SEOUL, South Korea — Christian
leaders on the Korean Peninsula are calling for prayer as tensions escalate
between North and South Korea.
A 1,200-ton South Korean warship, the Cheonan, sank March 26 after a North
Korean submarine launched a torpedo attack, killing 46 South Korean sailors in
one of the South’s worst military disasters since the 1950-53 Korean War.
During her May visit to Seoul, South Korea, U.S. Secretary of State Hillary
Clinton promised the full support of the U.S. government as South Korea seeks
U.N. sanctions against the North.
As the South Korean government weighs its response, political and military
posturing is on the rise between the two countries. Amid the turmoil, a North
Korean refugee is calling on South Korean Christians to join a prayer movement.
“We are praying that the leadership of both countries will have discernment,
wisdom and patience,” said Thomas Parks*, a Christian worker based in South
While confrontations between North and South are not uncommon, Christian
leaders agree that this latest incident is different from the past. Lewis Rho*,
who heads a humanitarian organization that provides food assistance within the
impoverished North, has seen many political and spiritual changes through the
years. Rho believes the sinking of the Cheonan is to South Korea what 9/11 was
to the United States.
“The way the South Korean government chooses to respond determines what happens
next,” Rho said. “The important thing is that God is still in control. He still
has a special plan and purpose for North Korea — whether regime change happens
voluntarily or not.”
Foreign policy analysts believe North Korean President Kim Jong-Il may have
ordered the attack to divert criticism from the country’s failing economy and
to make way for his son, Kim Jong-Un, to assume power.
While little is known about the isolated country, Kim is thought to be in
failing health. This instability of leadership coupled with a long-running
economic crisis leads some to speculate that the totalitarian regime eventually
will fail — perhaps sooner rather than later.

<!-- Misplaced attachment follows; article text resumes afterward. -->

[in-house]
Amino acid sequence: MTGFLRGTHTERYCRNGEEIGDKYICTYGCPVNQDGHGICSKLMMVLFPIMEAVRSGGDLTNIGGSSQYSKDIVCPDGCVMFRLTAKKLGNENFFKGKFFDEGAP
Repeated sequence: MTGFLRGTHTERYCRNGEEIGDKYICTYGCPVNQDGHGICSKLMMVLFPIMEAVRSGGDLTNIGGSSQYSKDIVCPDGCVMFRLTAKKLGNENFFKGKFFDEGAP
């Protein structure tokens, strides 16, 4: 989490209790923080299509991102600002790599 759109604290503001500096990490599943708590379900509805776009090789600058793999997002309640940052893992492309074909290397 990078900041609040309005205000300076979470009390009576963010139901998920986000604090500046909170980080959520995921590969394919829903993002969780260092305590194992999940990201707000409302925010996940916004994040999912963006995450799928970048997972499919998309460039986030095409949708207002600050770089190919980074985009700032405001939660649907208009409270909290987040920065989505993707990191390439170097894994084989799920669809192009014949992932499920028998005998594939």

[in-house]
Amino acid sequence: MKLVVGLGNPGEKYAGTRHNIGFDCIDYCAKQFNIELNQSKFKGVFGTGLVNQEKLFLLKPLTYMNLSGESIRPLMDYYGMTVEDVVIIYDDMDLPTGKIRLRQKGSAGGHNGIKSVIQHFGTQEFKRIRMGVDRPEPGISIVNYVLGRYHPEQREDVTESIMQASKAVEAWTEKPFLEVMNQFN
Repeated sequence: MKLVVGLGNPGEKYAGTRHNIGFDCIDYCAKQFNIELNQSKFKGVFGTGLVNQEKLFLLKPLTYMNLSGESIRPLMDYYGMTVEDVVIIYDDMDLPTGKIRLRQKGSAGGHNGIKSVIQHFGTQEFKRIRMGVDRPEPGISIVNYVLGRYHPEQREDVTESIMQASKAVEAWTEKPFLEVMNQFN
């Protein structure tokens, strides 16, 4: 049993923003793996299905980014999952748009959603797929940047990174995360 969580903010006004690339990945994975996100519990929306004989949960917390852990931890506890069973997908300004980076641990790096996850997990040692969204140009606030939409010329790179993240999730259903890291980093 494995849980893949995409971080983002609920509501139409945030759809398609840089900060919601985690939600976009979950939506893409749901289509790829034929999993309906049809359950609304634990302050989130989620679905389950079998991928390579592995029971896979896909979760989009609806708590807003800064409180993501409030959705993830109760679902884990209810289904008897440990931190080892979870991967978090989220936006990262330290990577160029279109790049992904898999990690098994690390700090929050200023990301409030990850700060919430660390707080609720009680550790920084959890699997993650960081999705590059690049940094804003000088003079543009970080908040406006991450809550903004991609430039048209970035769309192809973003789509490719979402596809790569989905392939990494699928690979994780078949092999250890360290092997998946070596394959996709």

As a result, evangelical leaders are praying for South Korean Christians to be
ready for the spiritual fallout resulting from North Korea’s potential
“I see a need for South Korean Christians to prepare themselves spiritually so
that when North Korea does open, they will be ready to respond in Christ-like
ways,” said Sterling Edwards*, a Christian worker based in Seoul.
Rho points out that the economic decline of the North was preceded by a
spiritual decline. The South’s rise to prominence was preceded by spiritual
“Because South Koreans lived with continuous insecurity, they learned to depend
on God,” Rho said. “As a result, South Korea is blessed in abundance with
churches and church leadership. Today, it is the second-largest missionary
sending country in the world.”
Dan Armistead, pastor of Seoul International Baptist Church, said the rapid
rise of Christianity in China combined with the strong evangelical presence in
South Korea are indications that God is preparing Asian believers to lead the
way in evangelism and church planting. The first step is for South Korean and
Chinese Christians to focus their efforts on evangelizing the North, Armistead
“What is happening here is going to move this nation in that direction,”
Parks agreed. “Spiritually, (South Korean) Christians are ready to evangelize
North Koreans,” he said. “Quite a few mega-churches and conventions are
prepared for that.”
“They are not only ready,” Armistead said, referencing their spiritual
vigilance. “That would be an answer to prayer.”
(EDITOR’S NOTE — Rivers
wrote this story for Baptist Press.)
Pray for North and South Korea:
- That tension on the peninsula will result in greater spiritual openness in the
- That South Korean Christians and other Asian believers will respond in
Christ-like ways in opportunities to reach the North.
- That the two countries will one day be unified under a system that brings glory
and honor to God.